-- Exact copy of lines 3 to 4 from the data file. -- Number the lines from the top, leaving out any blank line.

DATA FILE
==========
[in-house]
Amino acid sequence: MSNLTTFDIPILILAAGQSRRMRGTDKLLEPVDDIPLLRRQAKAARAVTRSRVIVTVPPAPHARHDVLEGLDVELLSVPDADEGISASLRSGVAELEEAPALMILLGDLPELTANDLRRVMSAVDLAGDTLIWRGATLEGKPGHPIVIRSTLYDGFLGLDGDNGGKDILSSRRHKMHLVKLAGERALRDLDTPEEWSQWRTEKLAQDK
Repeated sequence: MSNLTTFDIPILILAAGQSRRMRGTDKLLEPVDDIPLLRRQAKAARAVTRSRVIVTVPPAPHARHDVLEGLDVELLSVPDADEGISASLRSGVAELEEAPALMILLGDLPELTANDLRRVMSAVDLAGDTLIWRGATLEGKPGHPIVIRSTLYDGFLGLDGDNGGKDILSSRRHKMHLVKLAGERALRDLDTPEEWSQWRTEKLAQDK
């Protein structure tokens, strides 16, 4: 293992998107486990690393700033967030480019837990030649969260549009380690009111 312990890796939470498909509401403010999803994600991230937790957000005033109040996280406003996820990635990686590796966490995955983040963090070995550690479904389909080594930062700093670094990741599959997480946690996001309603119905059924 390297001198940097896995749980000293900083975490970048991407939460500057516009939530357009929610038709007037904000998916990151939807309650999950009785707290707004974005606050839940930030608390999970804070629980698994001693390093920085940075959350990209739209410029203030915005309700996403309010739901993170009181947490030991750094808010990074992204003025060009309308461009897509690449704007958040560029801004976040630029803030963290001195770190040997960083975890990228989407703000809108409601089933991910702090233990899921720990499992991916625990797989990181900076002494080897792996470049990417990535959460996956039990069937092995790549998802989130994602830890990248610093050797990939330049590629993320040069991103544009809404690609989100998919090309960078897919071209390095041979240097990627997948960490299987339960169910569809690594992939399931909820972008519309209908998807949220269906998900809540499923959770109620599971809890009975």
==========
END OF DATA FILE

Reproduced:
Repeated sequence: MSNLTTFDIPILILAAGQSRRMRGTDKLLEPVDDIPLLRRQAKAARAVTRSRVIVTVPPAPHARHDVLEGLDVELLSVPDADEGISASLRSGVAELEEAPALMILLGDLPELTANDLRRVMSAVDLAGDTLIWRGATLEGKPGHPIVIRSTLYDGFLGLDGDNGGKDILSSRRHKMHLVKLAGERALRDLDTPEEWSQWRTEKLAQDK
């Protein structure tokens, strides 16, 4: 293992998107486990690393700033967030480019837990030649969260549009380690009111 312990890796939470498909509401403010999803994600991230937790957000005033109040996280406003996820990635990686590796966490995955983040963090070995550690479904389909080594930062700093670094990741599959997480946690996001309603119905059924 390297001198940097896995749980000293900083975490970048991407939460500057516009939530357009929610038709007037904000998916990151939807309650999950009785707290707004974005606050839940930030608390999970804070629980698994001693390093920085940075959350990209739209410029203030915005309700996403309010739901993170009181947490030991750094808010990074992204003025060009309308461009897509690449704007958040560029801004976040630029803030963290001195770190040997960083975890990228989407703000809108409601089933991910702090233990899921720990499992991916625990797989990181900076002494080897792996470049990417990535959460996956039990069937092995790549998802989130994602830890990248610093050797990939330049590629993320040069991103544009809404690609989100998919090309960078897919071209390095041979240097990627997948960490299987339960169910569809690594992939399931909820972008519309209908998807949220269906998900809540499923959770109620599971809890009975």